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  #106 (permalink)  
Old 05-15-2010, 09:09 AM
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BTW, this type of comment will get you suspended.


Quote:
Its kind of a shame it took him 50+ years to learn what some guys pick up by their junior year isn't it? Imagine what more he could have done if he would have knew then what he knows now...



Your attitude in this thread is way over the line especially when many of us have attempted to illustrate the subject to you in a way you will understand. This isn't the first time you have adopted this behaviour...it has been discussed at length...I guarantee it will be the last.

BTW, the thread won't be locked, you will just be excluded from it, consider this the last warning.
If you are going to chastise ap, you had better be prepared to get after those who have called HIM names- except they've really called him names, not just some misunderstood comment.

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Last edited by cobalt327; 05-15-2010 at 10:16 AM.
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  #107 (permalink)  
Old 05-15-2010, 09:09 AM
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Originally Posted by 355Nova
IF HP WAS THE REAL REASON, WHY DON'T 18 WHEELERS AND DUMP TRUCKS, ETC HAVE HIGH HP 4 CYL & 6 CYL ENGINES?
If you look at the torque/hp curves of big Cat engines they make peak power at very low rpms, compared to our smaller passenger car engines. They make that power at low rpms by making a lot of torque down low. It does not change the fact that in order to move a heavy object you need energy, and in order to transfer energy from an engine to that heavy object, like a truck, you need power NOT torque.

I have done some dyno testing with a 4-cyl diesel tractor engine. We ran the engine for a good hour to determine volumetric efficiency, brake specific fuel consumption, etc. And we ran it at it's peak hp output, not peak torque. The reason? An internal combustion engine is most efficient when running at or near peak power output (peak efficiency may end up somewhere below peak power, like 80% or so, just depends on the engine design). Anywhere above this and the losses due to friction, airflow interaction with valves, etc. robs power quicker than the engine can build it.
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  #108 (permalink)  
Old 05-15-2010, 09:19 AM
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And here I always thought peak VE = ~torque peak.
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  #109 (permalink)  
Old 05-15-2010, 09:32 AM
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Originally Posted by cobalt327
And here I always thought peak VE = ~torque peak.
It believe it typically does. I stand corrective on my previous statement: "An internal combustion engine is most efficient when running at or near peak power output." You are correct, that should be peak VE/torque. I have been brushing up on this stuff lately and it apparently is not all there yet. Sorry for the confusion. I hope you guys will read my previous posts and see that I don't post on things of which I am not knowledgeable, and I am willing to admit where I am inexperienced or uneducated, or just plain wrong as in this case.

However, sometimes peak tq/efficiency and peak HP occur at the same place, it just depends on the engine design. On the dyno testing I did they just happened to be very close.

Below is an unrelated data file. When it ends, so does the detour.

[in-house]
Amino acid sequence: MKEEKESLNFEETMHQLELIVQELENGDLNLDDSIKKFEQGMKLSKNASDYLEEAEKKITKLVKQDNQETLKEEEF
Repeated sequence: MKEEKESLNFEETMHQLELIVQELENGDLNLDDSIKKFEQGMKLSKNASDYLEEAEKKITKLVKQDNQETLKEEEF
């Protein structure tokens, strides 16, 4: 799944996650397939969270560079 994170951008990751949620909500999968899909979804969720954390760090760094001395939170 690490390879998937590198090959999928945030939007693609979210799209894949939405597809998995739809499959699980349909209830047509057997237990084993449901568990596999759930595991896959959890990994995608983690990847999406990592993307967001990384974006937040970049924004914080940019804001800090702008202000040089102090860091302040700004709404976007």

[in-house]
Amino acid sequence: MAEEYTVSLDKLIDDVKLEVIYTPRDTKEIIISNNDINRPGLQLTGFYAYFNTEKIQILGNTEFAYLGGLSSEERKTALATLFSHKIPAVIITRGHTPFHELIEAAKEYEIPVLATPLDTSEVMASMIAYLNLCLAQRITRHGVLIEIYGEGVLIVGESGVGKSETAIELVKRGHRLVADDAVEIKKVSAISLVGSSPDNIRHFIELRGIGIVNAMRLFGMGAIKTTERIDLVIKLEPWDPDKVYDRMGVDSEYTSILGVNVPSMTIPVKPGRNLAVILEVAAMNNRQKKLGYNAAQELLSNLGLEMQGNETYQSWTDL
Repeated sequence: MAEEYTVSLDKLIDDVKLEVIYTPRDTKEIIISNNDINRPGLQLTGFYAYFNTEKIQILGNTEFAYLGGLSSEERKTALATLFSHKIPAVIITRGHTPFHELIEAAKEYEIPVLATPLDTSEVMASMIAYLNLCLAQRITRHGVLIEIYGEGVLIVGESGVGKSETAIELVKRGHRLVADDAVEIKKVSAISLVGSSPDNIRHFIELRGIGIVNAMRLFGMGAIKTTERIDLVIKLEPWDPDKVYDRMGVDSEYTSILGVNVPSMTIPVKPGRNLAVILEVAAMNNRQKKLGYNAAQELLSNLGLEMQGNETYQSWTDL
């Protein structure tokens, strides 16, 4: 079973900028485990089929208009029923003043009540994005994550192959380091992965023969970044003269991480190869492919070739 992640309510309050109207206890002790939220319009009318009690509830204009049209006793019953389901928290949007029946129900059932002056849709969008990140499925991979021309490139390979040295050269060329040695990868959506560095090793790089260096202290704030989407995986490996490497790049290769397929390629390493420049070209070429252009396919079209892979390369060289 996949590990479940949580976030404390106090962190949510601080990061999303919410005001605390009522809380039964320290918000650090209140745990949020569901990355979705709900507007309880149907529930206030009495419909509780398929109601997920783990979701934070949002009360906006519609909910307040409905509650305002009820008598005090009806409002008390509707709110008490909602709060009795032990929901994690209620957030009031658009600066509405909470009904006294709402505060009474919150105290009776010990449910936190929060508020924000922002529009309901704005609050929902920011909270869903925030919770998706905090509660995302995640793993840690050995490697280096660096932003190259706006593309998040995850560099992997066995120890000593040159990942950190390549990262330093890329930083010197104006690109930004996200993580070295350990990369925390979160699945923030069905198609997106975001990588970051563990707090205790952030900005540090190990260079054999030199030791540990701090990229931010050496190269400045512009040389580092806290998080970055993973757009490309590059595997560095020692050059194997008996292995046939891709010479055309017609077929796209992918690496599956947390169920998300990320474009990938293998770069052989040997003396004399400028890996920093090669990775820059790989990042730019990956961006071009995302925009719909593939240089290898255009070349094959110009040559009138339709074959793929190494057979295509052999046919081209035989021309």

That doesn't mean that running your engine at peak efficiency or peak torque is going to win a race. If you really think about what makes a car move it is energy, NOT torque. To make a car get from point A to point B faster you need more energy delivered more quickly (aka more power) to the rear wheels.
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  #110 (permalink)  
Old 05-15-2010, 09:45 AM
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Here's something everybody can try.

Go download the Virtual Engine Calculator (http://www.hotrodders.com/kb/general-engine-tech). There is a function that calculates horsepower from vehicle weight and 1/4 or 1/8 mph. There is another function that calculates ET from power and weight. Nowhere will you find a calculator that takes engine torque and vehicle weight and spits out ET or MPH. That's because the calculator uses kinetic energy, KE=1/2 m V^2, where V is the velocity of the car at the end of the run. If you know the velocity of the car at the end of the run and assume constant acceleration, you can determine ET. Knowing any of two of these three values will allow you to determine the third. The only things that influence your ET & MPH are vehicle weight and average power transferred from the tires to the pavement.

Recall that I was totally with some of you on the whole "Torque is better than HP" thing, until I thought about what really makes a car move. It's not torque, it's power.

Last edited by PontiacPhil; 05-15-2010 at 09:50 AM.
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  #111 (permalink)  
Old 05-15-2010, 10:22 AM
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Originally Posted by 355Nova
Man this thread was a ride!!!!!!!!!!!!!!!!!!!
Ultamitely seems like the SMART EXPERIENCED guys KNOW THAT MORE HP TO WHEELS WINS RACES LOL. Then you got a guy who says HIGHEST HP wins races LMAO. Then the experienced guys say torque wins races. Then you got mathematical guys talking physics? LMAO!!

Well commen sense is NATURALLY your going to have more HP TO WHEELS FROM MORE TORQUE ENGINES.

IF HP WAS THE REAL REASON, WHY DON'T 18 WHEELERS AND DUMP TRUCKS, ETC HAVE HIGH HP 4 CYL & 6 CYL ENGINES?
Why don't double A dragsters use dunp truck engines?

Bogie
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  #112 (permalink)  
Old 05-15-2010, 10:49 AM